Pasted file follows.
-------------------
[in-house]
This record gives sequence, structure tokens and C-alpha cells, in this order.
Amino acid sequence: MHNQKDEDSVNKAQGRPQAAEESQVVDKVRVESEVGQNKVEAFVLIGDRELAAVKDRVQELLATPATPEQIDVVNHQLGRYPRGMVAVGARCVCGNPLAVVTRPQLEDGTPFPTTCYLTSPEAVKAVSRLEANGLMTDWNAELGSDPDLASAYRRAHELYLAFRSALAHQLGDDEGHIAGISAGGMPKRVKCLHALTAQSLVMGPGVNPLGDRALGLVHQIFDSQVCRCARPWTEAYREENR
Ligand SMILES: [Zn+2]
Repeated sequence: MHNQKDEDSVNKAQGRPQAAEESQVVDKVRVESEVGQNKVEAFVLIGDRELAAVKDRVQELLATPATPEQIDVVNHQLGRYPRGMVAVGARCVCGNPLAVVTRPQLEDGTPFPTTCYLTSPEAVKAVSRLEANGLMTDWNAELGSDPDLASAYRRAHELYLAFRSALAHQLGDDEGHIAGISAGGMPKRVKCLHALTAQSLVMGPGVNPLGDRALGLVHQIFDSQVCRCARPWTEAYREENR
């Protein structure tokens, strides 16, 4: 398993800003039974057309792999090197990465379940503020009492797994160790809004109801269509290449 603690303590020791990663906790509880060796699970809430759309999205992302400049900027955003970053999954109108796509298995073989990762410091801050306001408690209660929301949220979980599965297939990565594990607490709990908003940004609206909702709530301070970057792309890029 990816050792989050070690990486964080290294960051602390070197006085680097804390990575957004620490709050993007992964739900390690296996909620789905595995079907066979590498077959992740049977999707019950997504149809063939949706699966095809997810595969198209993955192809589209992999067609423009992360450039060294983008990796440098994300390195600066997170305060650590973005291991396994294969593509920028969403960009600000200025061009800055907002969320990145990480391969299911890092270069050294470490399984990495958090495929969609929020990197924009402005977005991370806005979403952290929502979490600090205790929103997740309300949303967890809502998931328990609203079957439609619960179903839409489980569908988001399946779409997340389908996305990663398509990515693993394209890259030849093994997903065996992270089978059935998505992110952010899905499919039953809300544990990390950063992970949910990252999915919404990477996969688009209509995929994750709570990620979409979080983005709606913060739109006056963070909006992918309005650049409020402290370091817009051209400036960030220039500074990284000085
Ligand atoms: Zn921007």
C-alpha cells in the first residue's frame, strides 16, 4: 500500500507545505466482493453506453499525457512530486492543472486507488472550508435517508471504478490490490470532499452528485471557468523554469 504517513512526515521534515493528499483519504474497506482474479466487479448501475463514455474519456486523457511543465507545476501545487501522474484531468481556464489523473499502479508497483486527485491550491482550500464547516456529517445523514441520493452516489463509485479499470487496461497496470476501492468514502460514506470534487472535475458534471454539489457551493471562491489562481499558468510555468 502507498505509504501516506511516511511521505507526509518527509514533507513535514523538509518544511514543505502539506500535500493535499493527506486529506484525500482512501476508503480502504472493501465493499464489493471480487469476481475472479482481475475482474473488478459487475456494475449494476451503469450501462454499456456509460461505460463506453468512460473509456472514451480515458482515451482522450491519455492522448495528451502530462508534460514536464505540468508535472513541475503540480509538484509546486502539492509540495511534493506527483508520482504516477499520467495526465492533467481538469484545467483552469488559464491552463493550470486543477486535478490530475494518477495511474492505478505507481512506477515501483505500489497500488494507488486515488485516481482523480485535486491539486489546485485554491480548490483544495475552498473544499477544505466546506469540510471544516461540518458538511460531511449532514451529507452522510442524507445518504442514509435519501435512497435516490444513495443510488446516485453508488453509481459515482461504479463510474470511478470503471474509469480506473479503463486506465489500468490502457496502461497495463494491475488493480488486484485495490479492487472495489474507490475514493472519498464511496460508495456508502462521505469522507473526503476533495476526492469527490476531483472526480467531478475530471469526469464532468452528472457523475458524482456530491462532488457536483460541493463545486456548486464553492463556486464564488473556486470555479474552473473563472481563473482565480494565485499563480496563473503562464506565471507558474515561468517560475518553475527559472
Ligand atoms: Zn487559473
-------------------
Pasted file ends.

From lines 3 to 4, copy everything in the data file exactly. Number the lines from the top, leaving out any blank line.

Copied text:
Amino acid sequence: MHNQKDEDSVNKAQGRPQAAEESQVVDKVRVESEVGQNKVEAFVLIGDRELAAVKDRVQELLATPATPEQIDVVNHQLGRYPRGMVAVGARCVCGNPLAVVTRPQLEDGTPFPTTCYLTSPEAVKAVSRLEANGLMTDWNAELGSDPDLASAYRRAHELYLAFRSALAHQLGDDEGHIAGISAGGMPKRVKCLHALTAQSLVMGPGVNPLGDRALGLVHQIFDSQVCRCARPWTEAYREENR
Ligand SMILES: [Zn+2]